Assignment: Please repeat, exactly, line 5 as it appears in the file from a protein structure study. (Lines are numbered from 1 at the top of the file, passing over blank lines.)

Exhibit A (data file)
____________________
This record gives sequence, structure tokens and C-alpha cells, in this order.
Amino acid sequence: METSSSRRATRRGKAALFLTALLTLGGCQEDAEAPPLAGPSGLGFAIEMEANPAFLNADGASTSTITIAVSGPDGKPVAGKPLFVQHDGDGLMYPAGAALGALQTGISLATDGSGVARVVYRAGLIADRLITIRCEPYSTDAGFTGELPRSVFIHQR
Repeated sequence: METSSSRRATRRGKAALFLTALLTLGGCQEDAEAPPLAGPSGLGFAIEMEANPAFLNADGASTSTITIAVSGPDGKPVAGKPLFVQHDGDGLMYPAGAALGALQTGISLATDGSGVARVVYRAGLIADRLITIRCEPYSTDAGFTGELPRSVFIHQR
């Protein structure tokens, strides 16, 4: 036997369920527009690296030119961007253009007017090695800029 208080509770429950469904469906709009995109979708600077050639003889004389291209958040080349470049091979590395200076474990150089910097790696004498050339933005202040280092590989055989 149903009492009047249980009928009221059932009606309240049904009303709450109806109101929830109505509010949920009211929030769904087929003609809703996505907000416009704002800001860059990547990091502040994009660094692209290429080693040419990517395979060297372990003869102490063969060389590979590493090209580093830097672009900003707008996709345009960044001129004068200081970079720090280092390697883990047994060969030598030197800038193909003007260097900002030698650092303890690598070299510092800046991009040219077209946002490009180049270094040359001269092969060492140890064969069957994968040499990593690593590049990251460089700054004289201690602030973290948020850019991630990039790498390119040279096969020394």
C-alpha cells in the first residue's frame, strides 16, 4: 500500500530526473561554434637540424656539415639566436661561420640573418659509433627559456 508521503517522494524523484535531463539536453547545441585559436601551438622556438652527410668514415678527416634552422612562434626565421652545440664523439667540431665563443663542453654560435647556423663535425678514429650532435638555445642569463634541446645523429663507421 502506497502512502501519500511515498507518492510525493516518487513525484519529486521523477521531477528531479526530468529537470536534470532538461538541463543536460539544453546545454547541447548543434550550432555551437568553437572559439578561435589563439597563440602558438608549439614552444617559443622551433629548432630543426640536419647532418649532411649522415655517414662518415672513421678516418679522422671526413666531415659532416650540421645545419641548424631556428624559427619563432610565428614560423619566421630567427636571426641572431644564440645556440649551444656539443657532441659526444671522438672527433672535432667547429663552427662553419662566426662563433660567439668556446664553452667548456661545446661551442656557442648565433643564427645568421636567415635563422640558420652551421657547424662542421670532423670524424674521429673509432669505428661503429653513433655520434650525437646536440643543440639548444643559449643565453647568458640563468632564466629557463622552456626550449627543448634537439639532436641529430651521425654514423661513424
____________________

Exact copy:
C-alpha cells in the first residue's frame, strides 16, 4: 500500500530526473561554434637540424656539415639566436661561420640573418659509433627559456 508521503517522494524523484535531463539536453547545441585559436601551438622556438652527410668514415678527416634552422612562434626565421652545440664523439667540431665563443663542453654560435647556423663535425678514429650532435638555445642569463634541446645523429663507421 502506497502512502501519500511515498507518492510525493516518487513525484519529486521523477521531477528531479526530468529537470536534470532538461538541463543536460539544453546545454547541447548543434550550432555551437568553437572559439578561435589563439597563440602558438608549439614552444617559443622551433629548432630543426640536419647532418649532411649522415655517414662518415672513421678516418679522422671526413666531415659532416650540421645545419641548424631556428624559427619563432610565428614560423619566421630567427636571426641572431644564440645556440649551444656539443657532441659526444671522438672527433672535432667547429663552427662553419662566426662563433660567439668556446664553452667548456661545446661551442656557442648565433643564427645568421636567415635563422640558420652551421657547424662542421670532423670524424674521429673509432669505428661503429653513433655520434650525437646536440643543440639548444643559449643565453647568458640563468632564466629557463622552456626550449627543448634537439639532436641529430651521425654514423661513424